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Welsh public sector ‘must move from firefighting’

Author: ICAEW Insights

Published: 22 Feb 2024

The Auditor General for Wales has issued a major new report on how public services can be made more cost effective and sustainable in the long-term.

The Auditor General for Wales and head of Audit Wales is calling for investment in public services to end a spiral of short-term firefighting.

In a major new report, Adrian Compton says that despite budgetary pressures across the public sector in Wales, investing now to address long-term issues will be essential if public services are to escape from a spiral of short-term firefighting.

“We cannot rely on the way things have been done in the past to future proof our public services,” he says. “If starting from a blank sheet, we would be unlikely to design things the way they are. It will require a bold vision to reimagine what public services might look like and courage, drive and a long-term commitment to implement change.”

The report highlights themes that Audit Wales believe could help the public sector achieve more with the money it spends and enable a shift to more sustainable public services:

  • recognising the cost of failure in governance and financial management;
  • tackling fraud and error;
  • making sense of the public sector landscape;
  • creating the workforce of the future;
  • upping the bandwidth on digital transformation;
  • zeroing in on the sustainable development principle; and
  • putting value for money to the test.

The Welsh government has a budget of £26.4bn in 2024/25, or almost £700 per person per month for the 3.2 million people living in Wales. Day-to-day revenue funding is up 0.4% in real terms over the previous year, while the capital budget is 1.7% higher. Most budget areas have experienced real-term cuts (including a 10.5% reduction for rural affairs), apart from health and social care (up 2.6%) and local authority core funding (up 1.4%).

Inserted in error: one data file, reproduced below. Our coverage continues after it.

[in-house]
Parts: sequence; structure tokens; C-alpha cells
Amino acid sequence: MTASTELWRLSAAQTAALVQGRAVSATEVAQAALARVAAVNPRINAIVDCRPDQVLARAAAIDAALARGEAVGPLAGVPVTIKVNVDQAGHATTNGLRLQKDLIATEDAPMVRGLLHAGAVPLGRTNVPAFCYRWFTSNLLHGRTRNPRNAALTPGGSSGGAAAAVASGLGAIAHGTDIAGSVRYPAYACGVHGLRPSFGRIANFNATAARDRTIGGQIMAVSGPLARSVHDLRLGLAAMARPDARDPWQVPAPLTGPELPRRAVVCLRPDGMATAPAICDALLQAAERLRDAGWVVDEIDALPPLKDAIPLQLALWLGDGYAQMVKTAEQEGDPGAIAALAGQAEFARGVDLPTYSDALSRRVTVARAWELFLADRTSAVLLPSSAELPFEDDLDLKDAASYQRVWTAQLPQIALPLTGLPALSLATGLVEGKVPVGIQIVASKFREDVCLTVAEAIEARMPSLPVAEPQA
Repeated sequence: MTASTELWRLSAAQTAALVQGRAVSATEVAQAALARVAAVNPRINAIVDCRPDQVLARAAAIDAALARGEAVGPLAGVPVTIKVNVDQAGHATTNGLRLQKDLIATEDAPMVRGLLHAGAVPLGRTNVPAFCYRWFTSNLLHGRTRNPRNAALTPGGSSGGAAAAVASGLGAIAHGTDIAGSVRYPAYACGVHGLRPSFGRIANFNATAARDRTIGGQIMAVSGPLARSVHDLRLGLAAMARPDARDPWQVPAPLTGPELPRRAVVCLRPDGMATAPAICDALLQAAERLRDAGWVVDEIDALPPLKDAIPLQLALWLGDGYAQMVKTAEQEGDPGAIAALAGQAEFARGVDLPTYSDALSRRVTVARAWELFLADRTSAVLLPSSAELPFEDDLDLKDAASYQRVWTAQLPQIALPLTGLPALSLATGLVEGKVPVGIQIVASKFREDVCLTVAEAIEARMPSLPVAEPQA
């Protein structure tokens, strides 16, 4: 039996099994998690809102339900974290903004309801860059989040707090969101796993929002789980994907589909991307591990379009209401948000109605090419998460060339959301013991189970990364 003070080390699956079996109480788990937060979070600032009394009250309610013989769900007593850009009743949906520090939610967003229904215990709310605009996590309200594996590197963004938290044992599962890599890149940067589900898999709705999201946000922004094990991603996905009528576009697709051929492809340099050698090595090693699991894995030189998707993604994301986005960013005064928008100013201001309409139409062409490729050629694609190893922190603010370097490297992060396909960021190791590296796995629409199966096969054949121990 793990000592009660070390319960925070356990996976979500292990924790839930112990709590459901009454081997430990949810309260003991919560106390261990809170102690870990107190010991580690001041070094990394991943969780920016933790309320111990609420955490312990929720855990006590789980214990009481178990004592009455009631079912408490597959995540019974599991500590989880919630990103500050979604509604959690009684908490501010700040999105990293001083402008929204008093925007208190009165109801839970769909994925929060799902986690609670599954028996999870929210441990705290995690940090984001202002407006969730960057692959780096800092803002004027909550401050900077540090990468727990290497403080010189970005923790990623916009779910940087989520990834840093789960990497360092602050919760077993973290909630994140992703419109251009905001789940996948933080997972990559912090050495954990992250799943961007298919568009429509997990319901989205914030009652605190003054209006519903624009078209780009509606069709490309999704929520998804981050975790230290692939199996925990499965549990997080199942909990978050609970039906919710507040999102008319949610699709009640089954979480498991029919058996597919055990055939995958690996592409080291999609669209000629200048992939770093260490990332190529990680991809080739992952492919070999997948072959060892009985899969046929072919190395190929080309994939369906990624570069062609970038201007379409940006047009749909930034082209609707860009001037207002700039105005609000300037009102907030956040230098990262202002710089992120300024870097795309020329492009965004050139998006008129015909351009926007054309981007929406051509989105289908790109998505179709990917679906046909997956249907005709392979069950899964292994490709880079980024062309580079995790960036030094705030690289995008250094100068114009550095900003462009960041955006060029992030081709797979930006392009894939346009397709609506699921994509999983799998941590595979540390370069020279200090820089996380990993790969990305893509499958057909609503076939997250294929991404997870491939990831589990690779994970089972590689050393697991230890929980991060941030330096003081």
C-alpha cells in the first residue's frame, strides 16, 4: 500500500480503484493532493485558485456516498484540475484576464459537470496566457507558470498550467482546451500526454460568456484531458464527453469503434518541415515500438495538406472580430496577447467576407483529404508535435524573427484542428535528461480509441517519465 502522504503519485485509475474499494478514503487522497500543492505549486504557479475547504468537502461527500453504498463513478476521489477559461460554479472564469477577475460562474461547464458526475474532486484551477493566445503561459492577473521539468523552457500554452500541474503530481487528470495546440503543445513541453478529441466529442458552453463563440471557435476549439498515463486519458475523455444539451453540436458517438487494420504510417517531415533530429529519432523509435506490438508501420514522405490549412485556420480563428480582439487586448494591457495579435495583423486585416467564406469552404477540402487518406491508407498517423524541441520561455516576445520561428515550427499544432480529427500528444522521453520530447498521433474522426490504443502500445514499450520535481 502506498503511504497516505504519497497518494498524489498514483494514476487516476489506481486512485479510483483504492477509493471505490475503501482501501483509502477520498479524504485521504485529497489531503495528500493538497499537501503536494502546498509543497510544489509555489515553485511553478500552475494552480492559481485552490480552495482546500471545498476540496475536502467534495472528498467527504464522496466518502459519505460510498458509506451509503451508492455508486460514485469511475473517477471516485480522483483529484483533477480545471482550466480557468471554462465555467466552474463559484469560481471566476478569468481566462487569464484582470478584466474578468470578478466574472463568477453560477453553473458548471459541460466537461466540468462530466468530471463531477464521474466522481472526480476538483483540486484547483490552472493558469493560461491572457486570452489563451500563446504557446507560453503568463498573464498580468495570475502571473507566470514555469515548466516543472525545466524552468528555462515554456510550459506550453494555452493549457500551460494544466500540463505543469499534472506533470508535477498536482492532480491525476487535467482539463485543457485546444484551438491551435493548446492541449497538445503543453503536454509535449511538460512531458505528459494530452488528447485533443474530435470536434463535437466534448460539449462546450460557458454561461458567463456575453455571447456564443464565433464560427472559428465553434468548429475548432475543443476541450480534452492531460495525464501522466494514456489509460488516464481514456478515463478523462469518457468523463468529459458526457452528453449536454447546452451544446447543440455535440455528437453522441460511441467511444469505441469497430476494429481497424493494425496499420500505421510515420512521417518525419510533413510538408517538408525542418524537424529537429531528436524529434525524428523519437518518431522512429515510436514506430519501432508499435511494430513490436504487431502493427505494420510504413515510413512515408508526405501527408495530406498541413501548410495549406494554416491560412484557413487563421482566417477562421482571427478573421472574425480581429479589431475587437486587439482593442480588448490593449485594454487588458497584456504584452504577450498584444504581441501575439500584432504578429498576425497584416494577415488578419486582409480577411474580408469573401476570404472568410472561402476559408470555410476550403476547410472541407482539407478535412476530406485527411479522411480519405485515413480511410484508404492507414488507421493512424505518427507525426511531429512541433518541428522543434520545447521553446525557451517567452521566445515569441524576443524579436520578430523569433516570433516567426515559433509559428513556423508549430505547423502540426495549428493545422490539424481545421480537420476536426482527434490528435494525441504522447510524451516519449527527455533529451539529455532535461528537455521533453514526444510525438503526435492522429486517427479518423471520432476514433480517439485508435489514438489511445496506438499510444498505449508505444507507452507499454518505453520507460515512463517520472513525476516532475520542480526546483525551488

The cost of failure in governance and financial management

Failure in governance and financial management has a high cost when identifying and fixing issues. Crompton cites the recent National Museum of Wales report as an example, where the museum did not have adequate policies in place to deal with complaints from board members, leading to costs of £750,000 of which “some or all could have been avoided”.

Crompton argues that the biggest impact of governance failure and poor financial management is “how these issues can deflect organisations from their core objectives and services to the public”, and that each time standards slip there is an erosion of public trust and confidence. With the theme of the report arguing that investment in public services is critical, it is undeniably more difficult to gain support for such investment when public trust is dented by such failures.

Tackling fraud and error

Fraud and error risks may not be getting the attention they deserve, says Crompton. Citing work by Audit Wales, including facilitating the National Data Initiative, he argues that some participants “appear not to recognise its importance or are unwilling to allocate the necessary resources to investigate matches”.